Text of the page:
day?
William Kroeze, Ailing
ton, Wash., says that
his Lalley expenses are
vtiry. small for running
25 lights, a washing ma
chine and an iron.
«.S.A.
RMAN & HATCH
Siaseton,S. D.
What these boys need is few- of the state have already applied
er visits to the ice fcream saloon ofr naturalization. A card cata
and more to the sayinfs bank. log was made out containing the
When the town boy arrives at name and address of each alien
manhood he may have enmed as oi voting age.
much as the country boy with The enort was made to can
his calf and garden clubs. But it vass them all by letters or person
is doubtful if he has saved as al visits. Many public meetings
much. were held, and pamphlets written
in five languages were distribu
ted. The people of the state took
up the work with a devotion and
enthusiasm which asured its sue-
When John J. Pershing
went ov ,Toeas two year: ago on
his great mtesioi. of organizing cess. Only in so far as the native
the American expeditionary for-1 people are willing to put personal
ces, grave doubts were felt as to I effort into such a campaign can
his ability. Previously lie had it be made a thorough success,
never had any large military task' The experience of Rhode Island
to work out. The United States suggests that any state or town
army was so small and scattered
that he had never had any chance
to maneuver great bodies of
troops. Thero was at that time
nothing to show thai he could
bear the tremendous-responsibili
ties of the commander of millions
of men.
A
.«MM
«N
^~7
1
7
The Americanization Campaign
The state of Rhode Island,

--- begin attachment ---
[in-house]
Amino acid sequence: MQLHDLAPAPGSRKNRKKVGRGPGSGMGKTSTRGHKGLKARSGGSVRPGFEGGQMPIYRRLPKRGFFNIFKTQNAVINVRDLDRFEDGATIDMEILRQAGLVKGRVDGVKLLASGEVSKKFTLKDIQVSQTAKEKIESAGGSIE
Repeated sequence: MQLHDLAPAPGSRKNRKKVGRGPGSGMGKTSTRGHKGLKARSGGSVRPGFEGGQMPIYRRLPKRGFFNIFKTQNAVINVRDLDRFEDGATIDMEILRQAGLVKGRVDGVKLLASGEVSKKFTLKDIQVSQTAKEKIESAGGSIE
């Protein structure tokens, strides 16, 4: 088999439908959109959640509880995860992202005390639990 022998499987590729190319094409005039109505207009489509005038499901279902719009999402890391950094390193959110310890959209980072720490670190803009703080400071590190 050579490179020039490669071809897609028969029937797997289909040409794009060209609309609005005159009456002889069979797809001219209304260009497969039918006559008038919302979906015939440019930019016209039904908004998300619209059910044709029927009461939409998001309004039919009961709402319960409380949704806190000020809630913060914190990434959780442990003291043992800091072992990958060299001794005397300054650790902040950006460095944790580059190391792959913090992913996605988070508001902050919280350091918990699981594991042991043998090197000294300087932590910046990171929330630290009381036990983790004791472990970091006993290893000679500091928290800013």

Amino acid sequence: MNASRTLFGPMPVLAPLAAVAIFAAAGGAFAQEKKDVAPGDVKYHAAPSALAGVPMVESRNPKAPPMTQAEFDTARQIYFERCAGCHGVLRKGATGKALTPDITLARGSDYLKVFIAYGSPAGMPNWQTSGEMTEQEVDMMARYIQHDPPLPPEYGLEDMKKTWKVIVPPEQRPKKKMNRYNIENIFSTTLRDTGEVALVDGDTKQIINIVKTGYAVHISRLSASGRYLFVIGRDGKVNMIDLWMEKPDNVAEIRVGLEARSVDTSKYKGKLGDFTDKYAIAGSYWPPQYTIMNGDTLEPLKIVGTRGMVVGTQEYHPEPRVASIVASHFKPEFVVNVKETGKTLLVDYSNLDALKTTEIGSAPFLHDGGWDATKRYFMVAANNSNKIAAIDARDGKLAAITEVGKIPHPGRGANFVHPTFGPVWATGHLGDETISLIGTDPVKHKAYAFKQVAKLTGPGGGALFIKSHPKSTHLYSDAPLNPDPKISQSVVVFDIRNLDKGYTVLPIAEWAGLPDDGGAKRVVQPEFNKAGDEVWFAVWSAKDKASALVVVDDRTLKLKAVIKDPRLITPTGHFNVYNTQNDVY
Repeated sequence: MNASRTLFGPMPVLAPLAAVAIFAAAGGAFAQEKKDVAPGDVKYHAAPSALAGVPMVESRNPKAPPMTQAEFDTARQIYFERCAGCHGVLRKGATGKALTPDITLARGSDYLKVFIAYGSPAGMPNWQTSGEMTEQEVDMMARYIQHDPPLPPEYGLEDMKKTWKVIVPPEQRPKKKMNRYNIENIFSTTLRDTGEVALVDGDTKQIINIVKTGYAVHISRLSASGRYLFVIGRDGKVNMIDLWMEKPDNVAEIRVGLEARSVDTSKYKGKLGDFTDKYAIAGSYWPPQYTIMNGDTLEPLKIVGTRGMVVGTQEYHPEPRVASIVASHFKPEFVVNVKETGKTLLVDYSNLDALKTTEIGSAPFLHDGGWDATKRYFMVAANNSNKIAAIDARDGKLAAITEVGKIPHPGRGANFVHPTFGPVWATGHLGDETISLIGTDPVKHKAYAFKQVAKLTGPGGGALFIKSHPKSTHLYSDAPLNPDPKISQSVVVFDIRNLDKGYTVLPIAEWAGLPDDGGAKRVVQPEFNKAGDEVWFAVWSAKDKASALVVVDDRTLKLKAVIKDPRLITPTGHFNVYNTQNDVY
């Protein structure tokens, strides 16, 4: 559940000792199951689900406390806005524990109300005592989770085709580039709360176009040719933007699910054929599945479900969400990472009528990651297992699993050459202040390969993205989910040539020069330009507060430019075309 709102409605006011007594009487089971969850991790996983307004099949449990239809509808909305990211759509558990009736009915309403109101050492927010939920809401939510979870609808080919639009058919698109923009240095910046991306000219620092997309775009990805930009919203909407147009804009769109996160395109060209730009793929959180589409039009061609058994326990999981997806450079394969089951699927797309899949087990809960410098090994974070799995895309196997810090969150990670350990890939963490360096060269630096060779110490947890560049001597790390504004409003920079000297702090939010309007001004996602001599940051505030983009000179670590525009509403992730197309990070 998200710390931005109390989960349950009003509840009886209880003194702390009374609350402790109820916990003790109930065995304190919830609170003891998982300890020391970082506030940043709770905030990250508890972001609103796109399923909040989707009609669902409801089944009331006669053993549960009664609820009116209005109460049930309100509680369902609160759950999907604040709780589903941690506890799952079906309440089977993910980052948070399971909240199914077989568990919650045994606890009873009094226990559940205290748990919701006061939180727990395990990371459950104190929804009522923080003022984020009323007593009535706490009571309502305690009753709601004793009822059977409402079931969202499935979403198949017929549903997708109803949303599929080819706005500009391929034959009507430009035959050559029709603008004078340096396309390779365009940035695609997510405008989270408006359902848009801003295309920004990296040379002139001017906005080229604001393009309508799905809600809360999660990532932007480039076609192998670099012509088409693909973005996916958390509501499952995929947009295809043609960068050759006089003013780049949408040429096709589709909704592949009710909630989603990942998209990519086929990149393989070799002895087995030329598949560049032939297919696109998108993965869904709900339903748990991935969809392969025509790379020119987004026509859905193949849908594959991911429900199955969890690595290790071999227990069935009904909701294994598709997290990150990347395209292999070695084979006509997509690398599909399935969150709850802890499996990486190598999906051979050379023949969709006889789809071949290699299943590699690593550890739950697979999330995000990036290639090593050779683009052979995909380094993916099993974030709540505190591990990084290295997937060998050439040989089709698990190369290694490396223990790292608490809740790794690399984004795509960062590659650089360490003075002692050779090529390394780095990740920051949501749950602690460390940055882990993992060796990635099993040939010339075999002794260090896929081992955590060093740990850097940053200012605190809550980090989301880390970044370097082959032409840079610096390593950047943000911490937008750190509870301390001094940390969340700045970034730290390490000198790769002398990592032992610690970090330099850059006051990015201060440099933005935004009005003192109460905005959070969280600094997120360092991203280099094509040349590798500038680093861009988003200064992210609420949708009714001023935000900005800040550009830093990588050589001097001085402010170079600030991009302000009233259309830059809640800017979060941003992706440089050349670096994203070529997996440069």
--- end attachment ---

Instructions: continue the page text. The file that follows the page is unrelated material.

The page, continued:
which with its busy factory life
has a heavy proportion of illiter
acy, has organized an Amercani-'
zation campaign that might well
serve as a model. Its American
citizeship campaign committee,
reports that alter two years ot
work, one third of the adult aliens
could practically wipe out illiter
acy in a few years of effort, and
a great many communities have
made up their mind to do it.
Americanization campaigns in
many places have achieved only
limited success, as a result of
failure to roach the alien women.
The men arc induced to attend
classes, while the foreign born
wife remains at -home and con
tinues in her absorption in old
country ideas. Her husband fin
ishes his class work, having made
a fair beginning at learning Eng
lsh speech. He needs the help of
his family so he can speak Eng
lish at home and keep hig lessons
mind.
But if he must always talk -it
heme in his native tongue, he for
gets all he has learned, and soon
sinks back into his illiteracy. In
these days when women will
probably soon be voting all over
the country, the alien woman
needs help quits as much as the
man.
Haney To Open Offices at Huron
Hon. Dick Haney, in partner
ship with James C. McCoy, son of
Justice J. H. McCoy of he su
preme court at Pierre, has open-1
ed law offices in the Axelrad
building in Huron under the firm
name of Haney and McCoy.
Judge Haney is very well
known throughout the state, hav
ing been a judge of the supreme
court for 17 years and during the
past two years chief revisor of
the code commission. A man of
learning, wonderful training and
experience, he is held in the very
highest esteem as a lawyer of
ability there are few more fami
liar with the laws of South Dako
ta, every section and chapter
having been carefully reviewed
by him. The judge is best knowr
by his friends and acquaintances
as being always a gentleman,
courteous of. manner, mild in
speech yet strong and forceful in
discussion and argument.
James C. McCoy is a young
man, 27 years old, a former stud
ent of the South Dakota univer
sity and a graduate of the St.
Paul college of law, in February
1915, in which city he entered the
practice of law, remaining there
until he volunteered for the first
officers' traning camp at Ft. Snel
ling. After a few days furlough
at the close of the training camp